I know someone who must resort to bullying is a fearful person; either entirely damaged (as I do not believe in this case) or simply adhering to needs of Control and little depth of compassion. I know this. But it does not make me feel better.

Smaller and more exacting nonfulfillment on my part stares at me apace, even today while my hands busily handle my duties in false confidence.  I spent much of my Friday making foodstuffs for company (and many for storage, as we have quite the farm bounty) and in the end analysis I feel I first of all did not impress anyone unduly with my cuisine, and secondly although in my mind I realize my efforts to cook for family and friends and prepare good, whole food, these are wonderful exploits, I cannot stop the cynical voice in my ear saying I’m a silly person, a self-demeaned woman for standing at the sink and scrubbing and peeling and slicing and then sautéing and mixing and straining and gently stirring and setting aside and doing the little math in my head about feeding Ralph this or that or the children or family or company this exact thing I think they’ll love. And even though I know I feed not only my family but others, and so often (not always) my food is experienced as delicious and healing and restorative and nourishing, there’s this terrible voice telling me what I do is Nothing, it is Drudgery, it is unpaid and unmerited and not cared for. This voice makes little sense to me from a logical perspective but it has been powerful these last eight years I’ve been home doing the Work I do.

And this morning I’ve spent quite some time feeling terrible because I was requisitioned to do a sewing project and I failed. I did my best and worked hard and thought I’d done well but it turns out I’d done a few things wrong. While I tell myself Anyone Can Make Mistakes it would seem my mistakes are so much worse than others, the pain I cause others seems so much larger than I would ordinarily assume, I begin to wish I had not Tried at all, had not said Yes I Can Do This For You, had not tried something that wasn’t a guaranteed success, and I am reminded of how little my skills really are, in every way, and anything I’ve done before I was proud of recedes into a pathetically small pile, it is actually not real but rather Wishful Thinking, and every compliment others have delivered were only false platitudes, and I was a fool to enjoy them.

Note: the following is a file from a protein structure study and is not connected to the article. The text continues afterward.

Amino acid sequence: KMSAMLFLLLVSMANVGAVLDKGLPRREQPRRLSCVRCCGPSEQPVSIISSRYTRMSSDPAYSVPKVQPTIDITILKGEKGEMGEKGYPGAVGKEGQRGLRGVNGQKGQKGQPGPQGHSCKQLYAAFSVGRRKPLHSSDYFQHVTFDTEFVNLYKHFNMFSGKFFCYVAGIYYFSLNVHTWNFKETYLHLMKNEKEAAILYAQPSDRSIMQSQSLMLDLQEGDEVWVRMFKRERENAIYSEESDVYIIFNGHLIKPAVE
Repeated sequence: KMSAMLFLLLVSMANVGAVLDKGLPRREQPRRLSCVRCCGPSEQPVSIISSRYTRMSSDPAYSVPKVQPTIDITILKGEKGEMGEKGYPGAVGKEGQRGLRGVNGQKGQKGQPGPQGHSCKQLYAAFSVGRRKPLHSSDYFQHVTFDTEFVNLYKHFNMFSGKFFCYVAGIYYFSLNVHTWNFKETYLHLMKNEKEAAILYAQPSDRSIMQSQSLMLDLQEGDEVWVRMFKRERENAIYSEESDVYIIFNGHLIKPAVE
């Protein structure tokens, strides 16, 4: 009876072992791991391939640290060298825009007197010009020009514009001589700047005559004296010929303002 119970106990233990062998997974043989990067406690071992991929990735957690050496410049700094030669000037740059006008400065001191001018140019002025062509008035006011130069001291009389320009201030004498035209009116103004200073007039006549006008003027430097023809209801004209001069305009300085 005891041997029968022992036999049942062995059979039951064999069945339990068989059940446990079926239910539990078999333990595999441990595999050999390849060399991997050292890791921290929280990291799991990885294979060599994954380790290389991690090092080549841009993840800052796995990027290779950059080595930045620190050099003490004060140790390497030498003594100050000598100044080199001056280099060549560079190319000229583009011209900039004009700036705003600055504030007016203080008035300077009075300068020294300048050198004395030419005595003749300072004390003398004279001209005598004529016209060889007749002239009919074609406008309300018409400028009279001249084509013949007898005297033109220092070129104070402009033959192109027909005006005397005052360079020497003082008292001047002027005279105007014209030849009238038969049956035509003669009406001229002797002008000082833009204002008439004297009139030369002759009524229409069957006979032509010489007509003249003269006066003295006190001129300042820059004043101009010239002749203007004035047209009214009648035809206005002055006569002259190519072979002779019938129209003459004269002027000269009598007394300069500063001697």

My previous experience of relatively rugged self-esteem was rather an attempt on my part to think I’m someone I’m Not.

I sat down to write this precisely after cooking breakfast for my daughter and before writing an overdue email to a friend. The breakfast preparations were necessary because no, not ONE MORE thing could I do incorrectly, I could do one thing right, if I was struck dead on the way back to my bedroom I would at least have fed my daughter.

The breakfast and the email are not much. But they are things I want to do, things I can do.

That will, in the end analysis, have to be good enough. Because it’s all there is.

una otra gata por mas loco en casa

We Hogabooms have, shall we say, less than self-serving instincts.  Like the fact I am trying to convince my husband to buy this kind of dive-y (yet very affordable) house a block or so away.  Can we shift our life to include (the albatross of) a house that needs constant maintenance and work?  Do we want the responsibility of repair and the commitment to this geographic locale?  I’m not really sure. Yet the house we currently live in is as bland as a hotel in its wall treatments and bathroom and kitchen furnishings (two rooms I seem to care much about), and I’m bored of cleaning without being able to paint or commission from my mother a large, sci-fi octopus-inspired mural for the walls.  Right, I want to live in a place half-torn up with walls that need sheet rock and constant repairs that jockey for clothes for the kids or a vacation maybe once every five years.  This is how I grew up and how I grew up is one of the reasons I want to live a little differently.  And yet, We Shall See.

Secondly, my husband is currently in the midst of adopting a stray kitty, a little black number with long hair and a curious yet cautious demeanor (we’re calling her Snoop based on her proclivities for curious examination).  He “accidentally” fed her from our back porch and he casually has been leaving the back door open for her to come in and look about.  She (I’m not even sure she’s a female, but she seems to be one) looks about and ducks and makes these adorable sounds.  She reminds me of my little Blackstone, not three months gone, because she is black with white (secret!) bellypatch, and she is timid and lovely.  As I type this she ducks through my house making tiny interrogation-meows.  I suppose the next step is to put up some neighborhood flyers and a “Found” classified in the paper to make sure she’s not really someone else’s cat who is researching a perhaps sweeter deal.

Tonight my children were scheduled to stay over at my mother’s house.  Today our son beat the game “Plants vs. Zombies” and has been the manifestation of sheer joy over this accomplishment; yet his festive mood did not extend to staying away from the home.  Fifteen minutes ago he called and requested transport back to his own (our own) bed. I am glad for his company, for his husky voice and the way his hair smells and busying my morning while he sleeps in the bed, which is as Right as anything else feels.

Oh and if you read this, PLEASE GIVE MY HUSBAND a good deal of teasing over the cat thing. You can find him on Facebook or Twitter.